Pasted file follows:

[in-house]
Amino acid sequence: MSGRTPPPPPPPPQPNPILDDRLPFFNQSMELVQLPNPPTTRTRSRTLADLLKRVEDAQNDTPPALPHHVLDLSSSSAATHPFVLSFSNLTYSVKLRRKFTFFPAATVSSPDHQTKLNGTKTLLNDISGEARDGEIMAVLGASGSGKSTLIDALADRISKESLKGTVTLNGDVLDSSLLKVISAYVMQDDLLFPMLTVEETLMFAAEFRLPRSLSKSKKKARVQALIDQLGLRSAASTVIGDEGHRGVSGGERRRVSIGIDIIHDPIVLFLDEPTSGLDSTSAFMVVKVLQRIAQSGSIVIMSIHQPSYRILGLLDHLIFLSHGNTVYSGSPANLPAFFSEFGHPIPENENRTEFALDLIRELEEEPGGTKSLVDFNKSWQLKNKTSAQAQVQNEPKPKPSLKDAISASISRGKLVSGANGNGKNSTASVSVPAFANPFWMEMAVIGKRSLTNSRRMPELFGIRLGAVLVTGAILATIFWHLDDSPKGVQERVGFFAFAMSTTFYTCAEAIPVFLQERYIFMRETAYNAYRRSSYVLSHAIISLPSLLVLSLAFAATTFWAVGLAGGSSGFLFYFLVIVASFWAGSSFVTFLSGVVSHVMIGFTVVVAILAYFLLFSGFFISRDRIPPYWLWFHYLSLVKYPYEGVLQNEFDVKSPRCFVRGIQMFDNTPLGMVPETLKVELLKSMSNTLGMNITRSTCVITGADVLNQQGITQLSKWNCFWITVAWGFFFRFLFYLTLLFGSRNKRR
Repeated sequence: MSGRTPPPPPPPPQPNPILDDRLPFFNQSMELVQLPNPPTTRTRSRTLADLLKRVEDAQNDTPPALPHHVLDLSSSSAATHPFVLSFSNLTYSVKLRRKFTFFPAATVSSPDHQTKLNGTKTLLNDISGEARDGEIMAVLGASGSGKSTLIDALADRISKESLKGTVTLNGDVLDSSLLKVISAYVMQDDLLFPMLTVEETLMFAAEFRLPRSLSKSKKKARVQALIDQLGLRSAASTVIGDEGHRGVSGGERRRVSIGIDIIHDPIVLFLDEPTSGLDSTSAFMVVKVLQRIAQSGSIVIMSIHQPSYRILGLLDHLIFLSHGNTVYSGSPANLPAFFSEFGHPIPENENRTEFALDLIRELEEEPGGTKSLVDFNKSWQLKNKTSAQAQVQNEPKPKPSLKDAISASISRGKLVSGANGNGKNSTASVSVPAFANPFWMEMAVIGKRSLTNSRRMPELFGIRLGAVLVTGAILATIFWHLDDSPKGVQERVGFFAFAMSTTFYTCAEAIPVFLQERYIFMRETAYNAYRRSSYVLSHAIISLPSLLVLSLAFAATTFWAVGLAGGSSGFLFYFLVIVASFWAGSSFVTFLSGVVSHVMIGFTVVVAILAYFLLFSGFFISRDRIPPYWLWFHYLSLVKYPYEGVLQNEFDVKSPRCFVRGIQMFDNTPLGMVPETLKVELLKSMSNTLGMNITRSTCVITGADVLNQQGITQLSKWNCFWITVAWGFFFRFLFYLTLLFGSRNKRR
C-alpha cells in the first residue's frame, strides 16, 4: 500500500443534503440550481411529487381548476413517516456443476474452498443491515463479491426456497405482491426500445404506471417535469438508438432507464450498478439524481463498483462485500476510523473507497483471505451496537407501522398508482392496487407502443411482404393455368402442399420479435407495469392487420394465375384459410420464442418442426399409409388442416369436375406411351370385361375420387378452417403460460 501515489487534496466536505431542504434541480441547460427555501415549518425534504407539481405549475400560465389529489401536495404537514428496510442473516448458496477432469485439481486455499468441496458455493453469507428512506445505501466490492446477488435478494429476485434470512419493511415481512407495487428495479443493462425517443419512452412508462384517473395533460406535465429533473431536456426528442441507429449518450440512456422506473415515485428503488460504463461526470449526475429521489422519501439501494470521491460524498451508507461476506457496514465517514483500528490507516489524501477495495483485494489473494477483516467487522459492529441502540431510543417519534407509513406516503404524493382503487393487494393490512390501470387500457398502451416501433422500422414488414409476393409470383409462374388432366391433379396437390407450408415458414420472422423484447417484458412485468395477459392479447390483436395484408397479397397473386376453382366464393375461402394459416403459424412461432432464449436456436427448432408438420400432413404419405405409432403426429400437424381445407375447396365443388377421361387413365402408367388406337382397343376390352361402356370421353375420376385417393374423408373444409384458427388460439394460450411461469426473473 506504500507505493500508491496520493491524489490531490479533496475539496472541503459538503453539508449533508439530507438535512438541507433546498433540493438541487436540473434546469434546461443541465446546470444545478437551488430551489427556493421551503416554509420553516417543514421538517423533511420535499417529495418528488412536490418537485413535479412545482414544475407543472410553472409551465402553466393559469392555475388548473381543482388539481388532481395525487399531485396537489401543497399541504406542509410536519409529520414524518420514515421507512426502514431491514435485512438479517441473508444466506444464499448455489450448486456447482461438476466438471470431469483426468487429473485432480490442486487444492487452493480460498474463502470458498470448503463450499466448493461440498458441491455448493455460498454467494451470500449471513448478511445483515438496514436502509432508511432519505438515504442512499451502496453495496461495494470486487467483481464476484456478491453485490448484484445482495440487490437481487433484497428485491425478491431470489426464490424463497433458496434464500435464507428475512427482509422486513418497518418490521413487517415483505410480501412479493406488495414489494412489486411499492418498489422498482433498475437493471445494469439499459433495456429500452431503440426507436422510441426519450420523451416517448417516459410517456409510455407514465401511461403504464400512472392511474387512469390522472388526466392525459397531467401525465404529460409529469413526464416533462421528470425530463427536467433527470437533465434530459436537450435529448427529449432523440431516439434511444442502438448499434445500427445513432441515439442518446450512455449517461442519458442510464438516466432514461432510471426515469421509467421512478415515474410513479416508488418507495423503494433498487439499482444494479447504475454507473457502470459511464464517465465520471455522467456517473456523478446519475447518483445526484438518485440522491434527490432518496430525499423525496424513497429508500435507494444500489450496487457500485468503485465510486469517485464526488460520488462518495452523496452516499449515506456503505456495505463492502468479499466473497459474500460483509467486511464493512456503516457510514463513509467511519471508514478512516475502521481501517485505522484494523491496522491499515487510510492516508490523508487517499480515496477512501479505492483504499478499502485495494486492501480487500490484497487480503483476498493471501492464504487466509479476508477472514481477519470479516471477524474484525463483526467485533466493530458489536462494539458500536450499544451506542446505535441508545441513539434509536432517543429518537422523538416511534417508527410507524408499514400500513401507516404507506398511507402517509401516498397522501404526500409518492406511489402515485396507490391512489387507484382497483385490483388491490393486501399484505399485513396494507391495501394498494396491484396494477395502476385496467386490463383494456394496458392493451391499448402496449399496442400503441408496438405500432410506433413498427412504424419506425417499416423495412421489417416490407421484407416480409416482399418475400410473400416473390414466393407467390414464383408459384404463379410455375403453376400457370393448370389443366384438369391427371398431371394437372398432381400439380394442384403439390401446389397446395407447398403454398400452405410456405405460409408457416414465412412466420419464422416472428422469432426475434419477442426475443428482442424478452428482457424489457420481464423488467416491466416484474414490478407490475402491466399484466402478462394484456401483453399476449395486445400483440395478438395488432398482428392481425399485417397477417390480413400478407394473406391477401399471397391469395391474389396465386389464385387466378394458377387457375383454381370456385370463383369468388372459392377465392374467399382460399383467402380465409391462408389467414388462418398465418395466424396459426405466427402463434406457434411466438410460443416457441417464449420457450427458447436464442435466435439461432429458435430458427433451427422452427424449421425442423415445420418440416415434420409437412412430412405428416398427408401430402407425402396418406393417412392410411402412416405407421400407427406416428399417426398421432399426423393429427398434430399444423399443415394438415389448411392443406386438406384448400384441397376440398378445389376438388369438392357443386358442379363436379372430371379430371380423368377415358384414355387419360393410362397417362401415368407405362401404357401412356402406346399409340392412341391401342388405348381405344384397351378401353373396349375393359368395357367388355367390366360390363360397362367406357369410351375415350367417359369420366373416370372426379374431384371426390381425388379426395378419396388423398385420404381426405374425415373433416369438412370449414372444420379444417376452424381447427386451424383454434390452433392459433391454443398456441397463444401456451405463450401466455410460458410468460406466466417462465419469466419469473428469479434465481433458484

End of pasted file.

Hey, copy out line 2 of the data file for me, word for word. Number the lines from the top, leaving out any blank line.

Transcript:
Amino acid sequence: MSGRTPPPPPPPPQPNPILDDRLPFFNQSMELVQLPNPPTTRTRSRTLADLLKRVEDAQNDTPPALPHHVLDLSSSSAATHPFVLSFSNLTYSVKLRRKFTFFPAATVSSPDHQTKLNGTKTLLNDISGEARDGEIMAVLGASGSGKSTLIDALADRISKESLKGTVTLNGDVLDSSLLKVISAYVMQDDLLFPMLTVEETLMFAAEFRLPRSLSKSKKKARVQALIDQLGLRSAASTVIGDEGHRGVSGGERRRVSIGIDIIHDPIVLFLDEPTSGLDSTSAFMVVKVLQRIAQSGSIVIMSIHQPSYRILGLLDHLIFLSHGNTVYSGSPANLPAFFSEFGHPIPENENRTEFALDLIRELEEEPGGTKSLVDFNKSWQLKNKTSAQAQVQNEPKPKPSLKDAISASISRGKLVSGANGNGKNSTASVSVPAFANPFWMEMAVIGKRSLTNSRRMPELFGIRLGAVLVTGAILATIFWHLDDSPKGVQERVGFFAFAMSTTFYTCAEAIPVFLQERYIFMRETAYNAYRRSSYVLSHAIISLPSLLVLSLAFAATTFWAVGLAGGSSGFLFYFLVIVASFWAGSSFVTFLSGVVSHVMIGFTVVVAILAYFLLFSGFFISRDRIPPYWLWFHYLSLVKYPYEGVLQNEFDVKSPRCFVRGIQMFDNTPLGMVPETLKVELLKSMSNTLGMNITRSTCVITGADVLNQQGITQLSKWNCFWITVAWGFFFRFLFYLTLLFGSRNKRR